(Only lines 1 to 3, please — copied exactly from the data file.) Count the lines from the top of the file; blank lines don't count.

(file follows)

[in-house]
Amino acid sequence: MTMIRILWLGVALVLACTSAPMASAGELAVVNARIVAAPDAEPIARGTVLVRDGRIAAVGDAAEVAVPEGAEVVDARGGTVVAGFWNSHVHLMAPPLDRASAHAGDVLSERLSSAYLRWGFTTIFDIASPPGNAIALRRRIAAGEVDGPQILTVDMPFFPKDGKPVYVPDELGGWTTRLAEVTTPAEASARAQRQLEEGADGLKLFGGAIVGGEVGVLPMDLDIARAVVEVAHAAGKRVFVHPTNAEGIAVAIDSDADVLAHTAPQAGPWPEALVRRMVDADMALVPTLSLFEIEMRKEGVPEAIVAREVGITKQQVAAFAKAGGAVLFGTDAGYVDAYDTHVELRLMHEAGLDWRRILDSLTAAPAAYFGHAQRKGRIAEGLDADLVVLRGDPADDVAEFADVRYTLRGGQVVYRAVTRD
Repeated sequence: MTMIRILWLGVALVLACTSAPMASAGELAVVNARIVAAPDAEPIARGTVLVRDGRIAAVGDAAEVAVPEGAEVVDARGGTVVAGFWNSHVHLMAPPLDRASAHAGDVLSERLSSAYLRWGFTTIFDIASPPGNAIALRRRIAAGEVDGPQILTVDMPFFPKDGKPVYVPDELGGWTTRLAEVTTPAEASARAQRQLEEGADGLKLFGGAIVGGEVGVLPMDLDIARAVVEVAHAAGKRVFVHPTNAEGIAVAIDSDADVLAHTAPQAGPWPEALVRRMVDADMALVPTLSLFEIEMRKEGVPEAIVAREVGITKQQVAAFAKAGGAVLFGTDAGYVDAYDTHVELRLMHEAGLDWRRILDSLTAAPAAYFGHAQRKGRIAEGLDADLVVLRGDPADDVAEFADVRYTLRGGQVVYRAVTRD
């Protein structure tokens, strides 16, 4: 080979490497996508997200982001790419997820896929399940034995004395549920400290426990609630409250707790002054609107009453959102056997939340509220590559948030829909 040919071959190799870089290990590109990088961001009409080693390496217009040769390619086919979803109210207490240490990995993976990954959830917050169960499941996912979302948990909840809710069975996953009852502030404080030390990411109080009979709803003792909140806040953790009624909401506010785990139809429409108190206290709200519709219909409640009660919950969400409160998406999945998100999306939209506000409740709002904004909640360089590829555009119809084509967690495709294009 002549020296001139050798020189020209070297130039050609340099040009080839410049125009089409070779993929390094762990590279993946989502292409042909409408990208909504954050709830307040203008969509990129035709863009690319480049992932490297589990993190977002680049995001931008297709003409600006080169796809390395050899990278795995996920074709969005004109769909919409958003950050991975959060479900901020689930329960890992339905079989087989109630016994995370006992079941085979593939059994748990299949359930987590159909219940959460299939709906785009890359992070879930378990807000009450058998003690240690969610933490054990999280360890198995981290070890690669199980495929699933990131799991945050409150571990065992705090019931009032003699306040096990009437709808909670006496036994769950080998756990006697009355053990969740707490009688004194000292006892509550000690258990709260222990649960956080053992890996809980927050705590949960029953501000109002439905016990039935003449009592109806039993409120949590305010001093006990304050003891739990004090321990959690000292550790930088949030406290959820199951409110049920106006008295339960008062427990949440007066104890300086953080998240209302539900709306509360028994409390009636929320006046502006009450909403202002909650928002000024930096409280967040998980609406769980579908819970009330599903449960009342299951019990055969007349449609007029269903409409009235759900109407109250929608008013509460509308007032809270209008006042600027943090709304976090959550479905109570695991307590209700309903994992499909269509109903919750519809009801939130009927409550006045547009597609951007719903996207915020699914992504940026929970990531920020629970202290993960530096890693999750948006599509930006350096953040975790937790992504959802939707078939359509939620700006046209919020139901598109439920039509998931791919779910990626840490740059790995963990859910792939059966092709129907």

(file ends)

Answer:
[in-house]
Amino acid sequence: MTMIRILWLGVALVLACTSAPMASAGELAVVNARIVAAPDAEPIARGTVLVRDGRIAAVGDAAEVAVPEGAEVVDARGGTVVAGFWNSHVHLMAPPLDRASAHAGDVLSERLSSAYLRWGFTTIFDIASPPGNAIALRRRIAAGEVDGPQILTVDMPFFPKDGKPVYVPDELGGWTTRLAEVTTPAEASARAQRQLEEGADGLKLFGGAIVGGEVGVLPMDLDIARAVVEVAHAAGKRVFVHPTNAEGIAVAIDSDADVLAHTAPQAGPWPEALVRRMVDADMALVPTLSLFEIEMRKEGVPEAIVAREVGITKQQVAAFAKAGGAVLFGTDAGYVDAYDTHVELRLMHEAGLDWRRILDSLTAAPAAYFGHAQRKGRIAEGLDADLVVLRGDPADDVAEFADVRYTLRGGQVVYRAVTRD
Repeated sequence: MTMIRILWLGVALVLACTSAPMASAGELAVVNARIVAAPDAEPIARGTVLVRDGRIAAVGDAAEVAVPEGAEVVDARGGTVVAGFWNSHVHLMAPPLDRASAHAGDVLSERLSSAYLRWGFTTIFDIASPPGNAIALRRRIAAGEVDGPQILTVDMPFFPKDGKPVYVPDELGGWTTRLAEVTTPAEASARAQRQLEEGADGLKLFGGAIVGGEVGVLPMDLDIARAVVEVAHAAGKRVFVHPTNAEGIAVAIDSDADVLAHTAPQAGPWPEALVRRMVDADMALVPTLSLFEIEMRKEGVPEAIVAREVGITKQQVAAFAKAGGAVLFGTDAGYVDAYDTHVELRLMHEAGLDWRRILDSLTAAPAAYFGHAQRKGRIAEGLDADLVVLRGDPADDVAEFADVRYTLRGGQVVYRAVTRD